As Con-gress was des-cending further into dysfunction last week, this discour-aging piece of news emerged: Despite how we Americans insist we’re the best and brightest people on the globe, the fact is we’re not.
At least not according to an exhaustive new study that found the skill level of the American labor force, and the generation soon to join it, has fallen dangerously behind its peers around the world.
The study, conducted by the international Organization for Economic Cooperation and Development, found what many already know: The low-skilled are more likely than others to be unemployed, have bad health and earn much less money, and countries with greater inequality in skills proficiency also have higher income inequality.
Low-skilled? That’s not how we Americans see ourselves. But what the study found is that compared to other advanced nations, too many of our citizens lack the math, literacy and problem-solving skills to better their employment prospects, which has a profound impact on a person’s quality of life and a nation’s economic growth.
The report is based on assessment tests given to 160,000 people, age 16 to 65, in 23 advanced nations. Five thousand Americans were assessed.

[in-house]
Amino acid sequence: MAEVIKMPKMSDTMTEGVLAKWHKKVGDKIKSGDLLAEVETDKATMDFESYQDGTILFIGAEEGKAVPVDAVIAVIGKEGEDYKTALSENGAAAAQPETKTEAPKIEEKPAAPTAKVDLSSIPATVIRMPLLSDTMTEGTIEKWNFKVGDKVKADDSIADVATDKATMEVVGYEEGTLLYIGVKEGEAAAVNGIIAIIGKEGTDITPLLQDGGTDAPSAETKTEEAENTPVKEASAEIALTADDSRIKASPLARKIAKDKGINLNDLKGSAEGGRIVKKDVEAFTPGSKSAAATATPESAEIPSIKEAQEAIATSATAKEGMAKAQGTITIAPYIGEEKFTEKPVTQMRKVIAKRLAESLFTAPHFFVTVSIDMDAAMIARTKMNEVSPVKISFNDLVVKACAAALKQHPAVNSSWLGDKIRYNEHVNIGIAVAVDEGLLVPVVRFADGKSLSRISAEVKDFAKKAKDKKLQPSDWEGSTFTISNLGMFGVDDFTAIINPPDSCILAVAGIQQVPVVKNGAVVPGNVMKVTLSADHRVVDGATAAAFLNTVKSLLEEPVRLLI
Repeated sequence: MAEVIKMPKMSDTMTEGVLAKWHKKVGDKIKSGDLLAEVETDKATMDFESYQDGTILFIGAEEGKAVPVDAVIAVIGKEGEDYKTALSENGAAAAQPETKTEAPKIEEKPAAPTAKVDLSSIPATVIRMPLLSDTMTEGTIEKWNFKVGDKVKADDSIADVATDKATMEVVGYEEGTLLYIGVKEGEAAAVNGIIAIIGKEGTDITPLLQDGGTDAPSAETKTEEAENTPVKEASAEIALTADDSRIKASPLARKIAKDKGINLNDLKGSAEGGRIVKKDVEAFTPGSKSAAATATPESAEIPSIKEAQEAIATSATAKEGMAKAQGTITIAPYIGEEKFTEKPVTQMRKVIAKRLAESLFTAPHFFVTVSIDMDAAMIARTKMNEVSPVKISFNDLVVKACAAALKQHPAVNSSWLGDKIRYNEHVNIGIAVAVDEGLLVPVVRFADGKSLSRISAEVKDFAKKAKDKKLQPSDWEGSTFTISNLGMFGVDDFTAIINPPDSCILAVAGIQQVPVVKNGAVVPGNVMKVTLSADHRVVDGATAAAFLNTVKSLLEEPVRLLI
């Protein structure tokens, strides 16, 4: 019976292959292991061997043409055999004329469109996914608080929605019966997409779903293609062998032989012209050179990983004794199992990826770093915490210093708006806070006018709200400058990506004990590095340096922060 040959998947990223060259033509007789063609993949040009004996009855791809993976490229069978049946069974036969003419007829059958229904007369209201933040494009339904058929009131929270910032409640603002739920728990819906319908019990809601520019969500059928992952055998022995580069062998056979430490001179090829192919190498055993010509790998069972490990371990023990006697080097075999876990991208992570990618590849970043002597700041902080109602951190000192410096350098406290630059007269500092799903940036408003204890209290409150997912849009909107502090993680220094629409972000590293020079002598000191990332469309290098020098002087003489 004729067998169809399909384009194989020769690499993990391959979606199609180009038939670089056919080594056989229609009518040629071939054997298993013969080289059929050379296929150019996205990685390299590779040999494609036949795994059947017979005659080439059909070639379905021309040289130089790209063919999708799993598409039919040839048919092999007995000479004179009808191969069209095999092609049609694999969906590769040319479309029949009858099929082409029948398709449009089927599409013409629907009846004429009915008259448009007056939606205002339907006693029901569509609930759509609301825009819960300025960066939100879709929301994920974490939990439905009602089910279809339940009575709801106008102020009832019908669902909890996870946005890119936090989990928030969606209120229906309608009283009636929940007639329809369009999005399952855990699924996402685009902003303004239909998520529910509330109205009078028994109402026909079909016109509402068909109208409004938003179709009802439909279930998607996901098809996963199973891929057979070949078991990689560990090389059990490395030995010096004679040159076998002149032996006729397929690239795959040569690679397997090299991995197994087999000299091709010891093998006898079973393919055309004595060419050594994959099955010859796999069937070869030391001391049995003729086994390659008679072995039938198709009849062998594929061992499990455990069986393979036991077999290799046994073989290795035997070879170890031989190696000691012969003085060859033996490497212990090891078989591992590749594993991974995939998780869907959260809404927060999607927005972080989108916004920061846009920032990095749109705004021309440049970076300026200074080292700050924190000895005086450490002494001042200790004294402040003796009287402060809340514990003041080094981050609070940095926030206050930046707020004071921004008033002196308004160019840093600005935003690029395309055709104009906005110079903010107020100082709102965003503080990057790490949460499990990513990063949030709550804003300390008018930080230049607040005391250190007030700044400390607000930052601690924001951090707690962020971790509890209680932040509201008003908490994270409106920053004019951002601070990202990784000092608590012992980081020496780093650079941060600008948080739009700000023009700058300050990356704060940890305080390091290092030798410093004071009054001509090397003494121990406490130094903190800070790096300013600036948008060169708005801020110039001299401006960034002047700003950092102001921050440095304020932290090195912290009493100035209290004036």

The results: Americans rank 16 out of 23 industrialized countries in literacy and 21 out of 23 in math. In an assessment test of “problem solving in technology rich environments,” the U.S. — a land flooded with iPods, iPads and iPhones — ranked 17 out of 19.
Here’s a grimmer piece of news: When you take a deeper dive into the report, you see that older workers in the U.S., those between 55 and 64, held their own when compared to skills of workers in other industrialized nations. But younger workers in the U.S., and those soon to graduate from high school and college, are being quickly outpaced by their peers around the world.